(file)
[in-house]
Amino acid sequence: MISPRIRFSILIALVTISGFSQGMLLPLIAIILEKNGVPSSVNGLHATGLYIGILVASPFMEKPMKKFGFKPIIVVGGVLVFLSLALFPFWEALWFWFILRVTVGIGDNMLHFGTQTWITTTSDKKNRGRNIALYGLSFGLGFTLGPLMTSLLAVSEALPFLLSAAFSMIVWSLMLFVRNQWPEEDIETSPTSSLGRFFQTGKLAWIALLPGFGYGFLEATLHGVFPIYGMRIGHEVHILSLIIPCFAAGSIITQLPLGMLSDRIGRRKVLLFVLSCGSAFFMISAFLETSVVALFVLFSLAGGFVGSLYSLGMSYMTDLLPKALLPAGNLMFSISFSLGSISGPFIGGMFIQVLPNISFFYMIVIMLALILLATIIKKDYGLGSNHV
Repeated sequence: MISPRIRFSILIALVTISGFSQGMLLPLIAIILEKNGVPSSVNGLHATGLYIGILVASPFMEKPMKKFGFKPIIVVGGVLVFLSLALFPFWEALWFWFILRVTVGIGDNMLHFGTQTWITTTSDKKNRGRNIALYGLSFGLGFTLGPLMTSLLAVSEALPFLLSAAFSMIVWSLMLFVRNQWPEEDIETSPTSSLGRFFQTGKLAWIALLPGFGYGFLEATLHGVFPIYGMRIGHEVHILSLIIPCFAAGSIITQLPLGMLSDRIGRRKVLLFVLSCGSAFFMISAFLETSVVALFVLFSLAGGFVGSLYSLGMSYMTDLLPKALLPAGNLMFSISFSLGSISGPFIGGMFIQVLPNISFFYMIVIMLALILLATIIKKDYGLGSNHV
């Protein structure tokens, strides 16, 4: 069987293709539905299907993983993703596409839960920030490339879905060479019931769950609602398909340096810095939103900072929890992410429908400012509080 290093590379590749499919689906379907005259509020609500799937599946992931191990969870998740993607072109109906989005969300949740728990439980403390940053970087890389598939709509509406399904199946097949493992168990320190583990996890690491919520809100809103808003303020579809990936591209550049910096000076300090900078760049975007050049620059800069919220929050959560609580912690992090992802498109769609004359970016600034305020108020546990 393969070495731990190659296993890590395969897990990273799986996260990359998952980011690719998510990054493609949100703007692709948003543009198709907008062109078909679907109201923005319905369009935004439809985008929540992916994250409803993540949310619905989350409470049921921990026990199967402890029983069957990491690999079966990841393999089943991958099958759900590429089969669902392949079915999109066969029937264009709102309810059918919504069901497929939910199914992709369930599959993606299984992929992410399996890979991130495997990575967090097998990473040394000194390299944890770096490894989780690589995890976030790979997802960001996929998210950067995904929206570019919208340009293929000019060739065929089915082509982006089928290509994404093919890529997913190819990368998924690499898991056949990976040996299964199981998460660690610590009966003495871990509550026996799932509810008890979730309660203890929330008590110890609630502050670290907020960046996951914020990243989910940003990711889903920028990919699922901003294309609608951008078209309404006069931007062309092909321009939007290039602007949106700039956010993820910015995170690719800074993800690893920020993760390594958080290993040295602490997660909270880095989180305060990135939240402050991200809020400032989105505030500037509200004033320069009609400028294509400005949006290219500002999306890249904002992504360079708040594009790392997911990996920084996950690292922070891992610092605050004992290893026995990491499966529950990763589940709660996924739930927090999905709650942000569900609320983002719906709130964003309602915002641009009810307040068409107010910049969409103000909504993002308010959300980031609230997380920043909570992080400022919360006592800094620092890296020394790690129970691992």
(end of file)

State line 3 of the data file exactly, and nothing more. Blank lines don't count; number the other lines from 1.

Repeated sequence: MISPRIRFSILIALVTISGFSQGMLLPLIAIILEKNGVPSSVNGLHATGLYIGILVASPFMEKPMKKFGFKPIIVVGGVLVFLSLALFPFWEALWFWFILRVTVGIGDNMLHFGTQTWITTTSDKKNRGRNIALYGLSFGLGFTLGPLMTSLLAVSEALPFLLSAAFSMIVWSLMLFVRNQWPEEDIETSPTSSLGRFFQTGKLAWIALLPGFGYGFLEATLHGVFPIYGMRIGHEVHILSLIIPCFAAGSIITQLPLGMLSDRIGRRKVLLFVLSCGSAFFMISAFLETSVVALFVLFSLAGGFVGSLYSLGMSYMTDLLPKALLPAGNLMFSISFSLGSISGPFIGGMFIQVLPNISFFYMIVIMLALILLATIIKKDYGLGSNHV